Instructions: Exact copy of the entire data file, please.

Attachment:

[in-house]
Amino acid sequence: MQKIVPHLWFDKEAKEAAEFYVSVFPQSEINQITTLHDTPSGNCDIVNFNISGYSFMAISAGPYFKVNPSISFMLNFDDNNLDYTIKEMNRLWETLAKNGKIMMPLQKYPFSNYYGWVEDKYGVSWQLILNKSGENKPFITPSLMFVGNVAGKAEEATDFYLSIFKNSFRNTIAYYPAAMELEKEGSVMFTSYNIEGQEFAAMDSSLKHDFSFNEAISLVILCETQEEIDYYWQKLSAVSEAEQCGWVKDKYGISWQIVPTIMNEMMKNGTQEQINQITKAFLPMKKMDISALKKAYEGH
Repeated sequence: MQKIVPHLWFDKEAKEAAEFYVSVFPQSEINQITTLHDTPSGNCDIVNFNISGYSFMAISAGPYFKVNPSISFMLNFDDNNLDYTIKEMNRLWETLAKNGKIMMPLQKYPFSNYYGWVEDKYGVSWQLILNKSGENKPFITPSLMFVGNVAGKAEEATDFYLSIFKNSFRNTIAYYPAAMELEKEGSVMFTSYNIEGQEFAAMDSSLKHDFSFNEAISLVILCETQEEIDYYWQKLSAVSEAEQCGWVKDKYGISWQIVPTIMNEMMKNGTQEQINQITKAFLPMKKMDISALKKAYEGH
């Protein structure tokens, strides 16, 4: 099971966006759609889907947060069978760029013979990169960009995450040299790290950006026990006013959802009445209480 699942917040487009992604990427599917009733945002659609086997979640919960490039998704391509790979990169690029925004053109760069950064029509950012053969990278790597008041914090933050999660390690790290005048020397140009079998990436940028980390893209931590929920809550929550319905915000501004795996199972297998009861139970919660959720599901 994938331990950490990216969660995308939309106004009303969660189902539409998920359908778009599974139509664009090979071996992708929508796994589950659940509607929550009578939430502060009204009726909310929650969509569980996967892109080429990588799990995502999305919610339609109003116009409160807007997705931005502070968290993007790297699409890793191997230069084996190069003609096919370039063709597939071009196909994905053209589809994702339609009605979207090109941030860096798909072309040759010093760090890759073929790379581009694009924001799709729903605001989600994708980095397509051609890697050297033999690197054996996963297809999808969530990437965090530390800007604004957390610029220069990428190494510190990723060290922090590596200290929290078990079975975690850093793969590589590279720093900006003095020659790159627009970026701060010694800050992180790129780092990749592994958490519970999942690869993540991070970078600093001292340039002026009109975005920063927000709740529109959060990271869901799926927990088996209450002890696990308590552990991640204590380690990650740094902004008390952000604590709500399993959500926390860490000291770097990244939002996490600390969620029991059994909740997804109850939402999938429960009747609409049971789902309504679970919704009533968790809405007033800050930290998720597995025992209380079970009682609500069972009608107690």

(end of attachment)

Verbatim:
[in-house]
Amino acid sequence: MQKIVPHLWFDKEAKEAAEFYVSVFPQSEINQITTLHDTPSGNCDIVNFNISGYSFMAISAGPYFKVNPSISFMLNFDDNNLDYTIKEMNRLWETLAKNGKIMMPLQKYPFSNYYGWVEDKYGVSWQLILNKSGENKPFITPSLMFVGNVAGKAEEATDFYLSIFKNSFRNTIAYYPAAMELEKEGSVMFTSYNIEGQEFAAMDSSLKHDFSFNEAISLVILCETQEEIDYYWQKLSAVSEAEQCGWVKDKYGISWQIVPTIMNEMMKNGTQEQINQITKAFLPMKKMDISALKKAYEGH
Repeated sequence: MQKIVPHLWFDKEAKEAAEFYVSVFPQSEINQITTLHDTPSGNCDIVNFNISGYSFMAISAGPYFKVNPSISFMLNFDDNNLDYTIKEMNRLWETLAKNGKIMMPLQKYPFSNYYGWVEDKYGVSWQLILNKSGENKPFITPSLMFVGNVAGKAEEATDFYLSIFKNSFRNTIAYYPAAMELEKEGSVMFTSYNIEGQEFAAMDSSLKHDFSFNEAISLVILCETQEEIDYYWQKLSAVSEAEQCGWVKDKYGISWQIVPTIMNEMMKNGTQEQINQITKAFLPMKKMDISALKKAYEGH
């Protein structure tokens, strides 16, 4: 099971966006759609889907947060069978760029013979990169960009995450040299790290950006026990006013959802009445209480 699942917040487009992604990427599917009733945002659609086997979640919960490039998704391509790979990169690029925004053109760069950064029509950012053969990278790597008041914090933050999660390690790290005048020397140009079998990436940028980390893209931590929920809550929550319905915000501004795996199972297998009861139970919660959720599901 994938331990950490990216969660995308939309106004009303969660189902539409998920359908778009599974139509664009090979071996992708929508796994589950659940509607929550009578939430502060009204009726909310929650969509569980996967892109080429990588799990995502999305919610339609109003116009409160807007997705931005502070968290993007790297699409890793191997230069084996190069003609096919370039063709597939071009196909994905053209589809994702339609009605979207090109941030860096798909072309040759010093760090890759073929790379581009694009924001799709729903605001989600994708980095397509051609890697050297033999690197054996996963297809999808969530990437965090530390800007604004957390610029220069990428190494510190990723060290922090590596200290929290078990079975975690850093793969590589590279720093900006003095020659790159627009970026701060010694800050992180790129780092990749592994958490519970999942690869993540991070970078600093001292340039002026009109975005920063927000709740529109959060990271869901799926927990088996209450002890696990308590552990991640204590380690990650740094902004008390952000604590709500399993959500926390860490000291770097990244939002996490600390969620029991059994909740997804109850939402999938429960009747609409049971789902309504679970919704009533968790809405007033800050930290998720597995025992209380079970009682609500069972009608107690």